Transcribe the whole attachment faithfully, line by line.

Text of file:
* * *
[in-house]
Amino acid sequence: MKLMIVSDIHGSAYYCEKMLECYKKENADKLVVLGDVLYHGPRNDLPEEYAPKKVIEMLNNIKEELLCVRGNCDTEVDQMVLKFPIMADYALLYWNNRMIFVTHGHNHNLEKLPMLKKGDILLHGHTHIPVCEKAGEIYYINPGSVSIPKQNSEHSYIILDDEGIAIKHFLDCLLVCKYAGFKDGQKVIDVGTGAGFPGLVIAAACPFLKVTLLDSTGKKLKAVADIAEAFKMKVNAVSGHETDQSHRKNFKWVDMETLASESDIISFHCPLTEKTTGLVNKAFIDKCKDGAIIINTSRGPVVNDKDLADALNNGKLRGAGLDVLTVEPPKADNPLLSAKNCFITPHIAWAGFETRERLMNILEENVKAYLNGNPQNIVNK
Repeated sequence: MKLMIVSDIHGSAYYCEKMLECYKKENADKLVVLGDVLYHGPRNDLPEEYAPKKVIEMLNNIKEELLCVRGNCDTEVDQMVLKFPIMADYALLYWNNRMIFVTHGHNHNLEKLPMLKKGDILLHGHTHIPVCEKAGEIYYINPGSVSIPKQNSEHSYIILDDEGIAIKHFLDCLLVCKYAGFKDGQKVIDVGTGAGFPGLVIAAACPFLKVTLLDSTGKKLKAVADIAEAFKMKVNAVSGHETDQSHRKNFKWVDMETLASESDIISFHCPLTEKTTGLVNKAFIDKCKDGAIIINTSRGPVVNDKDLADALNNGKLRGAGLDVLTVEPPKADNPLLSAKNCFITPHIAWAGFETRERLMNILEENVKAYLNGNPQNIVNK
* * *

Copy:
[in-house]
Amino acid sequence: MKLMIVSDIHGSAYYCEKMLECYKKENADKLVVLGDVLYHGPRNDLPEEYAPKKVIEMLNNIKEELLCVRGNCDTEVDQMVLKFPIMADYALLYWNNRMIFVTHGHNHNLEKLPMLKKGDILLHGHTHIPVCEKAGEIYYINPGSVSIPKQNSEHSYIILDDEGIAIKHFLDCLLVCKYAGFKDGQKVIDVGTGAGFPGLVIAAACPFLKVTLLDSTGKKLKAVADIAEAFKMKVNAVSGHETDQSHRKNFKWVDMETLASESDIISFHCPLTEKTTGLVNKAFIDKCKDGAIIINTSRGPVVNDKDLADALNNGKLRGAGLDVLTVEPPKADNPLLSAKNCFITPHIAWAGFETRERLMNILEENVKAYLNGNPQNIVNK
Repeated sequence: MKLMIVSDIHGSAYYCEKMLECYKKENADKLVVLGDVLYHGPRNDLPEEYAPKKVIEMLNNIKEELLCVRGNCDTEVDQMVLKFPIMADYALLYWNNRMIFVTHGHNHNLEKLPMLKKGDILLHGHTHIPVCEKAGEIYYINPGSVSIPKQNSEHSYIILDDEGIAIKHFLDCLLVCKYAGFKDGQKVIDVGTGAGFPGLVIAAACPFLKVTLLDSTGKKLKAVADIAEAFKMKVNAVSGHETDQSHRKNFKWVDMETLASESDIISFHCPLTEKTTGLVNKAFIDKCKDGAIIINTSRGPVVNDKDLADALNNGKLRGAGLDVLTVEPPKADNPLLSAKNCFITPHIAWAGFETRERLMNILEENVKAYLNGNPQNIVNK